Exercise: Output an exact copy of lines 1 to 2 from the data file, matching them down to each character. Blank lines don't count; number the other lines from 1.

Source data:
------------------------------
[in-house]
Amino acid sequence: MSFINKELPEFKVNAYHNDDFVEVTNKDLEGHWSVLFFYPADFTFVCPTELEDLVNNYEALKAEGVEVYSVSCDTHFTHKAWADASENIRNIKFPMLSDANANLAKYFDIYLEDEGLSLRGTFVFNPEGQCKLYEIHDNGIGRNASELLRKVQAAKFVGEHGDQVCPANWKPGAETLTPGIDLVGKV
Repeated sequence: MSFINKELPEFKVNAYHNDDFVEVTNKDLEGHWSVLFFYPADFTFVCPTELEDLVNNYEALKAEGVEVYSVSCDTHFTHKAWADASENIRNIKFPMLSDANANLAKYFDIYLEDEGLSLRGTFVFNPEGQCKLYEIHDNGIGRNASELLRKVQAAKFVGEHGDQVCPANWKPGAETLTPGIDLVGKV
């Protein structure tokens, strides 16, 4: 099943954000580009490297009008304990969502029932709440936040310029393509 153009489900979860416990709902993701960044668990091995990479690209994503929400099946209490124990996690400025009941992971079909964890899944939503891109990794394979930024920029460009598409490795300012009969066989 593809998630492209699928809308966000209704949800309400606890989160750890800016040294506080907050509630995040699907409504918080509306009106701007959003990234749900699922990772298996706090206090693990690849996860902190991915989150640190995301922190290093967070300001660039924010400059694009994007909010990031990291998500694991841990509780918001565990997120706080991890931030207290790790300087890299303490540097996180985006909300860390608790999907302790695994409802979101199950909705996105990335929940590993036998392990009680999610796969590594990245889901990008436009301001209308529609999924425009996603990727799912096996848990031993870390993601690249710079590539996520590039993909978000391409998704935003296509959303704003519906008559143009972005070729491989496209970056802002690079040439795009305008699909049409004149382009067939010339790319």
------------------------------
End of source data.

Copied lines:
[in-house]
Amino acid sequence: MSFINKELPEFKVNAYHNDDFVEVTNKDLEGHWSVLFFYPADFTFVCPTELEDLVNNYEALKAEGVEVYSVSCDTHFTHKAWADASENIRNIKFPMLSDANANLAKYFDIYLEDEGLSLRGTFVFNPEGQCKLYEIHDNGIGRNASELLRKVQAAKFVGEHGDQVCPANWKPGAETLTPGIDLVGKV